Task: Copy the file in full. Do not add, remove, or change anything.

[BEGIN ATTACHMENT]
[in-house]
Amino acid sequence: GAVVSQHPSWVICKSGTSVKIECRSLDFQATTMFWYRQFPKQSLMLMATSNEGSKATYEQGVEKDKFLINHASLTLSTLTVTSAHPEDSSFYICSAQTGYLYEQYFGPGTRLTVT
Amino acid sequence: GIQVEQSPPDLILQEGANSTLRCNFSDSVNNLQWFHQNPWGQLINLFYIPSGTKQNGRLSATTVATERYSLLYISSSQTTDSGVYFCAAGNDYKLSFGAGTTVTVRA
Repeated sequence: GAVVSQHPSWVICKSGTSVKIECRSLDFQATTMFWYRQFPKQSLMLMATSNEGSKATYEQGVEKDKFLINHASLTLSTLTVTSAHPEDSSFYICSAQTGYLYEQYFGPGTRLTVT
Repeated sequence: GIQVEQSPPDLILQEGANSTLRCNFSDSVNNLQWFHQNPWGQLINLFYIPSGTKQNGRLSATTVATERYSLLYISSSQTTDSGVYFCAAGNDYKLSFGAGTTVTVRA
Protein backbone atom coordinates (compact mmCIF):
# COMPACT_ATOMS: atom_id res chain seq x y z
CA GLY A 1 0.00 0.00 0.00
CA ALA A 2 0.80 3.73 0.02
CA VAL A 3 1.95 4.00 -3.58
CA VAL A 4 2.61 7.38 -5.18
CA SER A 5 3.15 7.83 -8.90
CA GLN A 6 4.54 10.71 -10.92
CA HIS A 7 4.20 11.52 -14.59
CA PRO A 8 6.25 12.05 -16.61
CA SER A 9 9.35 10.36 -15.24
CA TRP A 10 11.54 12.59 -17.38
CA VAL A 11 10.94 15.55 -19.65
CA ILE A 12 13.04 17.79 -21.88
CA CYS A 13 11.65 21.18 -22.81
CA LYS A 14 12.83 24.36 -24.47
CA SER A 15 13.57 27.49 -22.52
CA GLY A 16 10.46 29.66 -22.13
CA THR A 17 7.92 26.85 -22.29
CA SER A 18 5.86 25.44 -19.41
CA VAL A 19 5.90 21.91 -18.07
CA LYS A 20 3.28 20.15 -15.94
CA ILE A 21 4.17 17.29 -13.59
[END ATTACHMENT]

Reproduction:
[in-house]
Amino acid sequence: GAVVSQHPSWVICKSGTSVKIECRSLDFQATTMFWYRQFPKQSLMLMATSNEGSKATYEQGVEKDKFLINHASLTLSTLTVTSAHPEDSSFYICSAQTGYLYEQYFGPGTRLTVT
Amino acid sequence: GIQVEQSPPDLILQEGANSTLRCNFSDSVNNLQWFHQNPWGQLINLFYIPSGTKQNGRLSATTVATERYSLLYISSSQTTDSGVYFCAAGNDYKLSFGAGTTVTVRA
Repeated sequence: GAVVSQHPSWVICKSGTSVKIECRSLDFQATTMFWYRQFPKQSLMLMATSNEGSKATYEQGVEKDKFLINHASLTLSTLTVTSAHPEDSSFYICSAQTGYLYEQYFGPGTRLTVT
Repeated sequence: GIQVEQSPPDLILQEGANSTLRCNFSDSVNNLQWFHQNPWGQLINLFYIPSGTKQNGRLSATTVATERYSLLYISSSQTTDSGVYFCAAGNDYKLSFGAGTTVTVRA
Protein backbone atom coordinates (compact mmCIF):
# COMPACT_ATOMS: atom_id res chain seq x y z
CA GLY A 1 0.00 0.00 0.00
CA ALA A 2 0.80 3.73 0.02
CA VAL A 3 1.95 4.00 -3.58
CA VAL A 4 2.61 7.38 -5.18
CA SER A 5 3.15 7.83 -8.90
CA GLN A 6 4.54 10.71 -10.92
CA HIS A 7 4.20 11.52 -14.59
CA PRO A 8 6.25 12.05 -16.61
CA SER A 9 9.35 10.36 -15.24
CA TRP A 10 11.54 12.59 -17.38
CA VAL A 11 10.94 15.55 -19.65
CA ILE A 12 13.04 17.79 -21.88
CA CYS A 13 11.65 21.18 -22.81
CA LYS A 14 12.83 24.36 -24.47
CA SER A 15 13.57 27.49 -22.52
CA GLY A 16 10.46 29.66 -22.13
CA THR A 17 7.92 26.85 -22.29
CA SER A 18 5.86 25.44 -19.41
CA VAL A 19 5.90 21.91 -18.07
CA LYS A 20 3.28 20.15 -15.94
CA ILE A 21 4.17 17.29 -13.59